- Look Mickey (1961)
- Whaam! (1963)
- Drowning Girl (1963)
Andy Warhol (1928 – 1987)
|Date of Birth||6 August 1928|
|Date of Death||22 February 1987|
|Place of Birth||Pittsburgh, Pennsylvania|
|Style||Modern Art, Pop Art|
Andy Warhol, a Pop icon amongst great American painters, started his career as a commercial and visual designer in New York. As an artist and cinematographer, writer and poet, and devout Catholic throughout his brief but adventurous life, he captured the essence of American civilization. He was a significant figure in the arts, but he also broke convention by publicly embracing his homosexuality.
Photograph of Andy Warhol (1968); Lasse Olsson / Pressens bild, Public domain, via Wikimedia Commons
Warhol was a forefather of pop art, a type of art that aimed to profit on iconography and motifs from popular culture, notably advertising and the media. Warhol had planned to focus on comic books, but he considered that this industry had been taken over by another well-known Us pop art creator, Roy Lichtenstein.
Conversely, Warhol concentrated on commercial items such as soup cans, boxes, Brillo wash pads, Del Monte fruits, and sauces.
Soup cans are frequently displayed in grocery stores, lined up like troops in an unending series. But at the other extreme, food was not always aesthetically pleasing in Warhol’s paintings. Warhol was a big lover of series like cows, flowers, and dollar bills.
Andy Warhol Museum entrance hallway wall; Photojunkie, Public domain, via Wikimedia Commons
His fixation with performances, on the other hand, reflects a fear of loss. According to folklore, he named all of his male kittens Sam, a trend that may be interpreted as an intense need to protect the present from death.
Shortly after Marilyn Monroe’s death, he created a series of images of the superstar in strikingly vibrant psychedelic colors that emphasized her features. Andy Warhol was dubbed the “Artist of Urban Consumerism.”
In Warhol’s case, the future has reinforced his status as one of America’s most important figures, whose creative processes and funny witticisms have become a part of the American visual culture milieu.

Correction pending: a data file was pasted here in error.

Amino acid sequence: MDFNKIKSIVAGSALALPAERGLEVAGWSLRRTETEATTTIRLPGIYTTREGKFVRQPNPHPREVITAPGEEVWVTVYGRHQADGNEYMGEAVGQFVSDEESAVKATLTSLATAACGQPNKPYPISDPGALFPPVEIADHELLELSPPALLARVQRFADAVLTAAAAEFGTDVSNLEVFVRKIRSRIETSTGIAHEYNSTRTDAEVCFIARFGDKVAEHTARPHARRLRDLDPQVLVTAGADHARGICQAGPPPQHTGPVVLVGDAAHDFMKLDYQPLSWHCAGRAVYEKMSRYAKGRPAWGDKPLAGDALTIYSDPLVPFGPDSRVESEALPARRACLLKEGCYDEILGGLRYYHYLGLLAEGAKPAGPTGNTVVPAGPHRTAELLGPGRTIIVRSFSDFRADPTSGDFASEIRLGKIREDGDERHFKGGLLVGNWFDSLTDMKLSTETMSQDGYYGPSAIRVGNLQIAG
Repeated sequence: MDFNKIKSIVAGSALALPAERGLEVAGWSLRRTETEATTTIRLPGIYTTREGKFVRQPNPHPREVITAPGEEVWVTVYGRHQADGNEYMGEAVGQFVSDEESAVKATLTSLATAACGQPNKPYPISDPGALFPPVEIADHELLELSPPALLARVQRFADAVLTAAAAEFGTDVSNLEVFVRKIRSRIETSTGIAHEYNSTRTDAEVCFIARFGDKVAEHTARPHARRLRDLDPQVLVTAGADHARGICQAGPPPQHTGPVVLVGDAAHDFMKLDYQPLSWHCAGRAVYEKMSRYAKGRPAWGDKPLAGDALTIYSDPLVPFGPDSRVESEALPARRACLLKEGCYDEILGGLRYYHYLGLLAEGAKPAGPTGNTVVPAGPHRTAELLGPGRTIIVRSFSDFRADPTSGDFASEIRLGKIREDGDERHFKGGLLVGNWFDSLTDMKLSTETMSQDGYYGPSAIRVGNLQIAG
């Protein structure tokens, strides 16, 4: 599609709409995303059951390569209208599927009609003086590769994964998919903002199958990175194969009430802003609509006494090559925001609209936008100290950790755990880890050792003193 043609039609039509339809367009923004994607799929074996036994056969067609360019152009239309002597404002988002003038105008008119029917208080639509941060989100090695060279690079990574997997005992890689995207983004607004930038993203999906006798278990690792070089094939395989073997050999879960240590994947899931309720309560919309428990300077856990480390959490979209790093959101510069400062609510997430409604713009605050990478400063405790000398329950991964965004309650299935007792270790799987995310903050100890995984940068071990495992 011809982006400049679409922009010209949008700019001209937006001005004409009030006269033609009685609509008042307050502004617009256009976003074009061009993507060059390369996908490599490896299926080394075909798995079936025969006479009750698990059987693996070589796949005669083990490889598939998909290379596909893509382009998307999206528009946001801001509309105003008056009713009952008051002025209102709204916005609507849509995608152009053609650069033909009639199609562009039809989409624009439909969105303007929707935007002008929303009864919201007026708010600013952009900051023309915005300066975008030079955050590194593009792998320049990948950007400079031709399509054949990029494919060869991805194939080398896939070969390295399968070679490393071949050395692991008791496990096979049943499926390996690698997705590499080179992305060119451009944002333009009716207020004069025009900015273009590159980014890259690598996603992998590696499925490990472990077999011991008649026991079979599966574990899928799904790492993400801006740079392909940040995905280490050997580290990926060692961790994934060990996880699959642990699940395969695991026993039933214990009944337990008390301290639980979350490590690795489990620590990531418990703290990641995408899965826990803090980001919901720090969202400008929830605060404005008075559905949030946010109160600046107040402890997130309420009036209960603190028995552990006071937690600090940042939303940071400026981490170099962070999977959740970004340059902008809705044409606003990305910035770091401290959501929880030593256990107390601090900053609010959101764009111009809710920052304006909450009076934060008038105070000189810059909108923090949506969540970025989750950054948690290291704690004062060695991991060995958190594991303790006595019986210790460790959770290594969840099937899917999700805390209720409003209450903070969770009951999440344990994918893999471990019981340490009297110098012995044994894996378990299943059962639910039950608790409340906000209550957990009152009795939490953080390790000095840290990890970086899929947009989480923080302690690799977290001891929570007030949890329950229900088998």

A few American art classics by the artist include:
- Campbell’s Soup Cans (1962)
- Marylin Diptych (1962)
- Shot Marylins (1964)
Jean-Michel Basquiat (1960 – 1988)
|Date of Birth||22 December 1960|
|Date of Death||12 August 1988|
|Place of Birth||Brooklyn, New York|
Jean-Michel Basquiat showed an early talent for art, starting to draw and paint with the help of his mother and regularly used materials (such as documents) sent back from his father’s job as an auditor. Basquiat and his mother visited various museum exhibitions in New York on a regular basis.
“I never went to art school,” Basquiat explained. I failed the few art classes I took in high school. I basically looked at a lot of various things. And it was via looking at art that I learned about it.”
Basquiat’s art was heavily influenced by the New York City graffiti scene of the 1970s. Basquiat was frequently homeless, sleeping at friends’ homes or on wooden benches, and he made a living by panhandling, dealing drugs, and peddling T-shirts and souvenirs.
As a consequence of his immersion in the downtown environment, he began to get more opportunities to exhibit his art, and he became a key participant in the burgeoning downtown cultural community. Around this period, he also formed and performed with his band, Gray.
Nonetheless, Basquiat was wary of the lack of people of color in downtown culture and began spending time uptown in the late 1970s with street performers in Harlem and the Bronx.
Basquiat’s approach was supposed to reveal what he saw as his characters’ inner self, private thoughts, and innermost ambitions, with chunks of paint and fast slashes of lines. Rather than emphasizing the idealized Black man’s physicality, these works stressed the characters’ brains and passion.
A few American art classics by the artist include:
- Head (1981)
- Warrior (1982)
- Untitled (1982)
That brings us to the end of our list of famous American artists. We have numerous American art masterpieces to admire and enjoy now because of these artists. Whether an early American oil painter or a current graffiti artist, the notable American painters all contributed something new to the table that helped them separate out from their colleagues.
Frequently Asked Questions
In What Genre Were the American Art Classics Created?
Famous American painters experimented with a wide range of genres. Throughout the years, American fine artists have adopted a variety of trends. The style might have been anything from Abstract to Post-Impressionist, Pop art, or even Modern art, depending on the period.
Who Is Regarded as the Most Influential Oil Painter of America?
Jackson Pollock is often regarded as America’s most well-known oil painter. His fashion sense was one-of-a-kind. He created his artwork by moving his complete body.